I absolutely agree with Bookcat: this is not a correct understanding.
With regarding to all attachment to sin: frankly, I think Fr. Z has done a great job explaining this concept. See here:
… I don’t think we have to be a hermit living on top of a tree beating his head with a rock to be free of attachment to sin so as to gain this plenary or “full” indulgence. …
When it comes to complete detachment from sin, even venial, few of us live in that state all the time. Nevertheless, there are times when we have been moved to sorrow for sin after examination of conscience, perhaps after an encounter with God as mystery in liturgical worship or in the presence of human suffering, that we come to a present horror and shame of sin that moves us to reject sin entirely. That doesn’t mean that we, in some Pelagian sense, have chosen to remain perfect from that point on or that by force of will we can chosen never to sin again. God is helping us with graces at that point, of course. But we do remain frail and weak.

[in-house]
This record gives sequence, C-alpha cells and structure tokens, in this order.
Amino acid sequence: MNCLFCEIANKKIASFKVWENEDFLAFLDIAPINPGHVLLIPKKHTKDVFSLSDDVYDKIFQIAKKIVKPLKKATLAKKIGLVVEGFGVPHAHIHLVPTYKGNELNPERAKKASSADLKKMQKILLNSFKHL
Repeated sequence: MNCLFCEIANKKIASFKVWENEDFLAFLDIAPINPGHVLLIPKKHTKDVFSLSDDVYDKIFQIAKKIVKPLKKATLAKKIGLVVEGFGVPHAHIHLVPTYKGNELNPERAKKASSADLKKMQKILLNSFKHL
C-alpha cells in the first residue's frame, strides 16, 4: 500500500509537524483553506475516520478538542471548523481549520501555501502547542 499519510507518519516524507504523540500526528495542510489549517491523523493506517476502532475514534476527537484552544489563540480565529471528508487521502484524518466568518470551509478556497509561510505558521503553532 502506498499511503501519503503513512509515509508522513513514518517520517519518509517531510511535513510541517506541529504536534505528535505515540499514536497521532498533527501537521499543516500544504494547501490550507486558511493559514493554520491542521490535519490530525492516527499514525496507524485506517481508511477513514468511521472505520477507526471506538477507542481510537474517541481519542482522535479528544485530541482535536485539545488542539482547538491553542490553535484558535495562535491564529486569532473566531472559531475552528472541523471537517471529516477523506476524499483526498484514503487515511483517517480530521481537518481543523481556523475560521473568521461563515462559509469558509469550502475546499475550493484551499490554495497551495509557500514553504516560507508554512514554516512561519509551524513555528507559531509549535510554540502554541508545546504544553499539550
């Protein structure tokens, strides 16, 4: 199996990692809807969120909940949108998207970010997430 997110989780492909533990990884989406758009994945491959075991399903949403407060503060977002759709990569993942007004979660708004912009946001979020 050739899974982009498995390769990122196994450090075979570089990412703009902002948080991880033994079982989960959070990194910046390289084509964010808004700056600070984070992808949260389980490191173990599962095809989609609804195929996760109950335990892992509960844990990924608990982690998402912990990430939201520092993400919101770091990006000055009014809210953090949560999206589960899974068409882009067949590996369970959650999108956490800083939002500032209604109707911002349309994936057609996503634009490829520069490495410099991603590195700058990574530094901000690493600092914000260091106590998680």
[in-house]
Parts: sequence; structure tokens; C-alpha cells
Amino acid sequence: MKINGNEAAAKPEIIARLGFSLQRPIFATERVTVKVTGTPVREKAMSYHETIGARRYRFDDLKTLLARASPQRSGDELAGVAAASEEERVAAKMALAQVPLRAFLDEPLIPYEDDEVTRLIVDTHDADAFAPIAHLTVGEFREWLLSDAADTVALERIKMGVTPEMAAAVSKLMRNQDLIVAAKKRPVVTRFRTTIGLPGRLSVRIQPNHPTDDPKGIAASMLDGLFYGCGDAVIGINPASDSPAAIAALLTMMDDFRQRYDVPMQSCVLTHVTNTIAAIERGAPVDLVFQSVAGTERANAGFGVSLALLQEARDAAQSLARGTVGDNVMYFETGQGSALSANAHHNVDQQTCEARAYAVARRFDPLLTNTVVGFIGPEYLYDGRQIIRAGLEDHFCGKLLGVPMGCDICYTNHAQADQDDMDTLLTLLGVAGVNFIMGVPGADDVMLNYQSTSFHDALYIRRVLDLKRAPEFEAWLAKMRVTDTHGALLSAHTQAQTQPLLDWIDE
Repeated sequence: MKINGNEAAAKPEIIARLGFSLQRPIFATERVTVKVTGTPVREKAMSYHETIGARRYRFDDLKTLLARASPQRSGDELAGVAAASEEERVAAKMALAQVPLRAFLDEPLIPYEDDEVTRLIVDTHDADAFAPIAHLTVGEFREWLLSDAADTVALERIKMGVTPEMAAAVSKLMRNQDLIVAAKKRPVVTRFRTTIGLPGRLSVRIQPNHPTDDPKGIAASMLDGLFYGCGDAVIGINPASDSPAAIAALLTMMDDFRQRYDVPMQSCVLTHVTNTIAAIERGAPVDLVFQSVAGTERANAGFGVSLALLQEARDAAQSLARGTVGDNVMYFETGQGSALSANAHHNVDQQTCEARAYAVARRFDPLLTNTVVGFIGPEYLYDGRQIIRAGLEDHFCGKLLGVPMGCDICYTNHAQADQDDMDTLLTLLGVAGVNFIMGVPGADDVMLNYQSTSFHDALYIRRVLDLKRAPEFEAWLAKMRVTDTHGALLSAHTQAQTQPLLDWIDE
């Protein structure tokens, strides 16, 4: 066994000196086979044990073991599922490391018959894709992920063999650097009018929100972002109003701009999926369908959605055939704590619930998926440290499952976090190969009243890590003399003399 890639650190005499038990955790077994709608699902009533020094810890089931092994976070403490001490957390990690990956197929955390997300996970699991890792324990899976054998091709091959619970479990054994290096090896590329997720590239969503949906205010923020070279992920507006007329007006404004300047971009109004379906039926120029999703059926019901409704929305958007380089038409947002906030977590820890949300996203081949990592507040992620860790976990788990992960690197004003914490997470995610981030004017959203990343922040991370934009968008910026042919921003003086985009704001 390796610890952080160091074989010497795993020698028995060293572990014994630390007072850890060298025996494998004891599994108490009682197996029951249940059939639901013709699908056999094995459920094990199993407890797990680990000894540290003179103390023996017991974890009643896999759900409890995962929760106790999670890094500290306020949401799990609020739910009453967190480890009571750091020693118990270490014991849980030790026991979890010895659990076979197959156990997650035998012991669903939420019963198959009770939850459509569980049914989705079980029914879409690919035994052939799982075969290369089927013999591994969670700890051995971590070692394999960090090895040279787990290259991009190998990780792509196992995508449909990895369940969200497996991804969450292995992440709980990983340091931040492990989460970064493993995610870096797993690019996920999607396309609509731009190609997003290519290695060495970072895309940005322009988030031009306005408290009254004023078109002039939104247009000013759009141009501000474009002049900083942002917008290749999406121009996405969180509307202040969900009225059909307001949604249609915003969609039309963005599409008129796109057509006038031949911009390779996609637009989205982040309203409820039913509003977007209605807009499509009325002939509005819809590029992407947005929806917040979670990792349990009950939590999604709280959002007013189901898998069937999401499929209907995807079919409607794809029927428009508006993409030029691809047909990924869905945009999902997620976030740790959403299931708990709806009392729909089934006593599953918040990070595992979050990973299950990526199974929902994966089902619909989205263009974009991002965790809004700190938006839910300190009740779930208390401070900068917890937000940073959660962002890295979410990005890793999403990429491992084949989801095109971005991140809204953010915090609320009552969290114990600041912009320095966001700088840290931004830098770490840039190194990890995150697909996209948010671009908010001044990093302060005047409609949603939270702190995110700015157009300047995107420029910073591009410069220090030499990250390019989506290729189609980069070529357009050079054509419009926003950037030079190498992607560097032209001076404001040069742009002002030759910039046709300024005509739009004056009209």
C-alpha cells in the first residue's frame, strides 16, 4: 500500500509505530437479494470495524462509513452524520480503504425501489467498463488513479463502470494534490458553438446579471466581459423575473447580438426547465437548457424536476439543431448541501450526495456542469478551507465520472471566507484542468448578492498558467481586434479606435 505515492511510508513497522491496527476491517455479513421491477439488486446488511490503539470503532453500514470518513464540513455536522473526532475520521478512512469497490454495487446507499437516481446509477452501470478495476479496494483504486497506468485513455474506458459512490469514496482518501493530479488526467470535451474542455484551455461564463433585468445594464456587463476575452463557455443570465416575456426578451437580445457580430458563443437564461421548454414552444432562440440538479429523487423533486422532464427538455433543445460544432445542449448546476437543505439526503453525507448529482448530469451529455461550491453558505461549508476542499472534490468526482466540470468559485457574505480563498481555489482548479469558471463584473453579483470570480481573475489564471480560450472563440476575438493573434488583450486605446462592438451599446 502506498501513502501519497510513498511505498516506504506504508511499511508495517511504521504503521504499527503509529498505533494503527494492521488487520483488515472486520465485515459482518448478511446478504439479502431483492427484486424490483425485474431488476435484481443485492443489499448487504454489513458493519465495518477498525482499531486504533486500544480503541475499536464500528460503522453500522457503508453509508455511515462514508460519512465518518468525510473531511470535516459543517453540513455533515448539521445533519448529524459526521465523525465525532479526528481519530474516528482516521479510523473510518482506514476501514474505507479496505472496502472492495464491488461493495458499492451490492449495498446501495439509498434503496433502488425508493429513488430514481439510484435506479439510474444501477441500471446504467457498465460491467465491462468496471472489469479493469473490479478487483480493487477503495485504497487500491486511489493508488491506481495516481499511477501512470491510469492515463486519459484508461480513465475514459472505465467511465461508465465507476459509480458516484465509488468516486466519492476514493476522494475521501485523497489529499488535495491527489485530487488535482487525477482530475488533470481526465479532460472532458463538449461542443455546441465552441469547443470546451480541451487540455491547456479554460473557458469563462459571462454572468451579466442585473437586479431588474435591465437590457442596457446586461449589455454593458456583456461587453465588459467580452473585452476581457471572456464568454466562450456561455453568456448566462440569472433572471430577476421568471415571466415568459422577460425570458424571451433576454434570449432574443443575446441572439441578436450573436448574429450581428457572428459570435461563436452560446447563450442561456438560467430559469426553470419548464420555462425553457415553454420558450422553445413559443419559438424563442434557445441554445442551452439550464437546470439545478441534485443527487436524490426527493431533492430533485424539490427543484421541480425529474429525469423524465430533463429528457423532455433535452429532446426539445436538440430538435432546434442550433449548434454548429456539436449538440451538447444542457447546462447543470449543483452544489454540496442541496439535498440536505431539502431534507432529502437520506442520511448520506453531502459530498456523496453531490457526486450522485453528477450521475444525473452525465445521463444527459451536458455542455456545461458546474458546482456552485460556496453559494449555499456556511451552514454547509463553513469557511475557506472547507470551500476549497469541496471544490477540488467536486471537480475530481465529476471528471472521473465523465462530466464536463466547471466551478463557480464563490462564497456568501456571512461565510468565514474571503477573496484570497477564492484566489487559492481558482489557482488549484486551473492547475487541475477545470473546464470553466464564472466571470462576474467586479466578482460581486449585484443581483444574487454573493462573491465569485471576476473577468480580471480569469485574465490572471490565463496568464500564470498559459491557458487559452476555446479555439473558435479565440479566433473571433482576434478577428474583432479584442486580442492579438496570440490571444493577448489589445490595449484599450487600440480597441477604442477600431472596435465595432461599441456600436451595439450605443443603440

Now, regarding perfect contrition: this is something I’ve struggled with in the past. I used to think that perfect contrition was some sort of incredible grace that very few are able to experience, and those who do are already living Saints. (Of course, that does compel the question of what on earth living Saints are doing falling into mortal sin, but I digress.)
I would recommend the OP read this article, since it shows how perfect contrition is very attainable to every person who asks it of God: catholicpamphlets.net/pamphlets/CONTRITION.pdf.
It furthermore shows that perfect contrition is not detesting sin only because we love God, but that lesser motives, such as fear of hell, can co-mingle with love for God in such a way as to result in perfect contrition.
Here is Colin Donovan on the question: ewtn.com/v/experts/showmessage_print.asp?number=370862.